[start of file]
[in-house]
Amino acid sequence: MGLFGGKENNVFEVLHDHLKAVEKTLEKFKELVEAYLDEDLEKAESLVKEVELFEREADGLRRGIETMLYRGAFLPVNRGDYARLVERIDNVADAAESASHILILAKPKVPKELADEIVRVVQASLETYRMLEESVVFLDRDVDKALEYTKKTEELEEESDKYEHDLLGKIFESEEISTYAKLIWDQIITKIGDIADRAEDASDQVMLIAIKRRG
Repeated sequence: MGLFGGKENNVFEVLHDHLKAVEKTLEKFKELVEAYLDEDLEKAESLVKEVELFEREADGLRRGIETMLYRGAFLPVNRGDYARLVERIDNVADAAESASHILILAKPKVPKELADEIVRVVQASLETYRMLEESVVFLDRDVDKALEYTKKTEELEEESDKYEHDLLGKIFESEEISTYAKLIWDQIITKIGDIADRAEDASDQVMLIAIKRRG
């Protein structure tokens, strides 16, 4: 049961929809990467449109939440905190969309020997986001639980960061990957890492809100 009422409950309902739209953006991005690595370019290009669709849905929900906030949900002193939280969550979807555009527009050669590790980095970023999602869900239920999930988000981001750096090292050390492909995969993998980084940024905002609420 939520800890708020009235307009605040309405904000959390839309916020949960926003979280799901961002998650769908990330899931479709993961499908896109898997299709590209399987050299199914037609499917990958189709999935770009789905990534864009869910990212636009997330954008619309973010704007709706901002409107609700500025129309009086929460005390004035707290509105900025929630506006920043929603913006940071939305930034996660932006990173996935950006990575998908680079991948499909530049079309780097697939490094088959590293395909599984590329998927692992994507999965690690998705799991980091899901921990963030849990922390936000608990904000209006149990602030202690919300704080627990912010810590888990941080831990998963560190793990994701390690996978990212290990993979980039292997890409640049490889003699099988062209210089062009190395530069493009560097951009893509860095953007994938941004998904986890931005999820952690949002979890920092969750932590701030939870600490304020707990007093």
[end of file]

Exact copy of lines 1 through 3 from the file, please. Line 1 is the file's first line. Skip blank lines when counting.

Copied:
[in-house]
Amino acid sequence: MGLFGGKENNVFEVLHDHLKAVEKTLEKFKELVEAYLDEDLEKAESLVKEVELFEREADGLRRGIETMLYRGAFLPVNRGDYARLVERIDNVADAAESASHILILAKPKVPKELADEIVRVVQASLETYRMLEESVVFLDRDVDKALEYTKKTEELEEESDKYEHDLLGKIFESEEISTYAKLIWDQIITKIGDIADRAEDASDQVMLIAIKRRG
Repeated sequence: MGLFGGKENNVFEVLHDHLKAVEKTLEKFKELVEAYLDEDLEKAESLVKEVELFEREADGLRRGIETMLYRGAFLPVNRGDYARLVERIDNVADAAESASHILILAKPKVPKELADEIVRVVQASLETYRMLEESVVFLDRDVDKALEYTKKTEELEEESDKYEHDLLGKIFESEEISTYAKLIWDQIITKIGDIADRAEDASDQVMLIAIKRRG